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Everyone has their own list of personal bests and records, and I have to say that I topped one of my own this week by simply sitting by the window and being on hand to see it for myself. While I feed the birds, deer and turkeys pretty much year-round I’ve noticed that most of these species tend to come in separately, being tolerant of but not particularly fond of each other. I’ve mentioned before that when the turkeys show up all the smaller birds and animals give way, and when the deer come out the turkeys want nothing to do with them.
It’s the same for most other critters, too. If you are “smaller than” you are not welcome, appreciated or even tolerated, and so the gray squirrels chase the red squirrels away, the blue jays chase the woodpeckers off and the rest of them sort through the hierarchy by size and demeanor. Only the chickadees seem to be able to share the bounty with any and all, but even they find it difficult to select a seed when there are hornets, wasps or other intruders around.
All of this background is to say that on cold, blustery, unpleasant day last week I had the luxury of observing the greatest blend of birds and animals at one place and one time than ever before. Along with the usual feeding stations, ground piles and suet feeders I also make it a habit to put out a line of sunflower seeds on the porch railing right outside my kitchen window. I’ve found that a great variety of birds and squirrels like the idea of sitting on a flat surface and devouring the seed of choice right then and there, with no fluttering or scurrying back and forth to nearby trees or bushes in order to dine in momentary peace.
On any given day there will be a line of goldfinches on the railing, or several squirrels, even doves and blue jays, but most often they come in matched pairs and stay only long enough to get their fill – if they aren’t driven off by critters bigger or more aggressive than they are.
It could have been the sudden, harsh weather but on this particular morning I saw a turkey, a blue jay, a dove, a goldfinch, a bluebird, a chickadee, a Baltimore oriole, a rose-breasted grosbeak, a downy woodpecker, a nuthatch and a sparrow all sitting on the railing – together – and acting as if this was a normal activity for them. Several squirrels, red and gray, fed patiently on the seeds the birds spilled onto the porch deck and cowbirds filled the feeders overhead. As odd as all this sounds, all of the birds were also males, which presented quite the colorful picture.
Ah – a picture! Of course I thought of that, but when I got up to grab my camera they all took off and, sadly, never returned in the same number or combination. They all spent the remainder of the day at or near the feeders but never again all together on the railing. I had to file that little event away in the back of my mind like so many other wildlife encounters I’ve had over the years, sudden, instant, remarkable events that rarely happen twice.
This reminded me of a couple of random events that happened last fall while I was deer hunting out of a tree stand during the archery season. One morning before sunrise I was sitting there enjoying a cup of hot tea when a wren flew up and landed on my bowstring. The perky little bird sat there, just inches away, and watched me drink while we waited for the sun to clear the eastern horizon. That was all the excitement I’d have for the day, as things turned out, but it was an event I’ll certainly never forget.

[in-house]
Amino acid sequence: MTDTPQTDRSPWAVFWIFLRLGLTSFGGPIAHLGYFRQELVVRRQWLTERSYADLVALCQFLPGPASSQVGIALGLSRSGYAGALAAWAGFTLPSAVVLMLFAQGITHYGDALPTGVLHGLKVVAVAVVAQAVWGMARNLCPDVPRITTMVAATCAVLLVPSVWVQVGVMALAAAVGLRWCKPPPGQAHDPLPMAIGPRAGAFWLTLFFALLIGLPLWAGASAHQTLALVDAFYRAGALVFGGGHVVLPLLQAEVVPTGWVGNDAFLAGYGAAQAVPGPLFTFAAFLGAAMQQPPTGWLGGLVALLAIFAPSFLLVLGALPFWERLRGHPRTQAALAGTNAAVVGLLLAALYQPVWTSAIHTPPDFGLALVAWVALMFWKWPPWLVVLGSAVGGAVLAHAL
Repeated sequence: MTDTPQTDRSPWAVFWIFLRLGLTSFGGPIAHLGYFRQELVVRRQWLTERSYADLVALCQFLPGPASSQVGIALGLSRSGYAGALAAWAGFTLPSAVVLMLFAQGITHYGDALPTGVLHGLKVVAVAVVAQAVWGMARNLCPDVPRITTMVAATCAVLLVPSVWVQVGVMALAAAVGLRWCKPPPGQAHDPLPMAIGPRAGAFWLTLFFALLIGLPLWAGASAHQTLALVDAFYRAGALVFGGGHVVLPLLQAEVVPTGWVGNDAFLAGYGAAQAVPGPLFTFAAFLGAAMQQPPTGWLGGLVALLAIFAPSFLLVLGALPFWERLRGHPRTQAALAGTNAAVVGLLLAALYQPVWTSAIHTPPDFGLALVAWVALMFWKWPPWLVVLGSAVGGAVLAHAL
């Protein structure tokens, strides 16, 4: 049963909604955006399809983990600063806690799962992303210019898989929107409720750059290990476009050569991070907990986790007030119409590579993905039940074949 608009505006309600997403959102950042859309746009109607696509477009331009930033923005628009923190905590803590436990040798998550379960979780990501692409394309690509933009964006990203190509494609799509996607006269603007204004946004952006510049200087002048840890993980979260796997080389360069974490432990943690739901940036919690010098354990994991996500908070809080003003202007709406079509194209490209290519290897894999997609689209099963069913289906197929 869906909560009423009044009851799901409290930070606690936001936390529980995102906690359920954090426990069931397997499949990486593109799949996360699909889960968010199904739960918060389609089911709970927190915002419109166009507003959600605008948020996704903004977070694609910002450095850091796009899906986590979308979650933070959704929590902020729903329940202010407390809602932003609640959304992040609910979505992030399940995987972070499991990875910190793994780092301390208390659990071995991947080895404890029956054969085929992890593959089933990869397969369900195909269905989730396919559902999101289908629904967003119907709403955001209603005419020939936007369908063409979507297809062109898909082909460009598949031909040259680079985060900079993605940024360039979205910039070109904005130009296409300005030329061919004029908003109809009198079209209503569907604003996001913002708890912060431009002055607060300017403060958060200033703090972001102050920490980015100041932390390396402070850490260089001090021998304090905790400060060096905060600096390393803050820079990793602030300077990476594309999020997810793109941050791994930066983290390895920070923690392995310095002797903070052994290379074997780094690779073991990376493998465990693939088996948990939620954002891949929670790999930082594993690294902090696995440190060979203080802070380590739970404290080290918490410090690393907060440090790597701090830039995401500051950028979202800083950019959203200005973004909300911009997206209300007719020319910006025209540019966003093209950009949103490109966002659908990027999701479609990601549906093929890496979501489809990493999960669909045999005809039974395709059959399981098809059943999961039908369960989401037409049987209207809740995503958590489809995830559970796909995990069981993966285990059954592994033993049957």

Another time while hunting from a different stand in a different area a big, fat gray squirrel came down “my” tree and paused mere inches from my ear. I was dressed in camouflage from head to toe so there was nothing showing that would alarm him. His head was about two inches from my nose, which was exciting enough, but at that distance I could actually hear him breathing! He didn’t seem alarmed, nervous or worried, just hanging there by his back legs and, again, waiting for the sun to rise as squirrels often do. After a few minutes of patient observation, he decided that the coast was clear and made his way to the ground. He bounced away in the leaves looking for acorns and hickory nuts, never to return again. I saw a dozen squirrels that day but none so close that I could hear their raspy breathing.
I think the greatest, most unusual sighting I have had in many years also occurred last fall when I got down from my tree stand and sat on the ground to have some lunch before heading off to my afternoon spot.
I picked a dry spot near the logging road crossing I’d been watching and set up my stove and tea cup as usual. The wind was in my face and quite brisk for that time of day, but I was in a sunny spot and quite comfortable considering that it was early November and most of the leaves were down.
I had just brewed a cup of tea and was slicing an apple into quarters when I looked up and saw a nice, little buck coming down the logging trail. He wasn’t a big one, in fact I would not have shot him anyway, so I just sat there sipping tea and watching as the lithe, graceful animal made his way toward me. I assumed that, any second, he would get my scent, snort and bound away, but he kept coming. He passed within three feet of my position and . . . he kept coming! He walked right past me, just inches from my outstretched legs, and while he did glance at me he never showed the least bit of fear, recognition, curiosity or surprise. I have been that close to running deer a few times but never one that was eye-to-eye at ground level.
That, my friends, is why I love to be in the woods!

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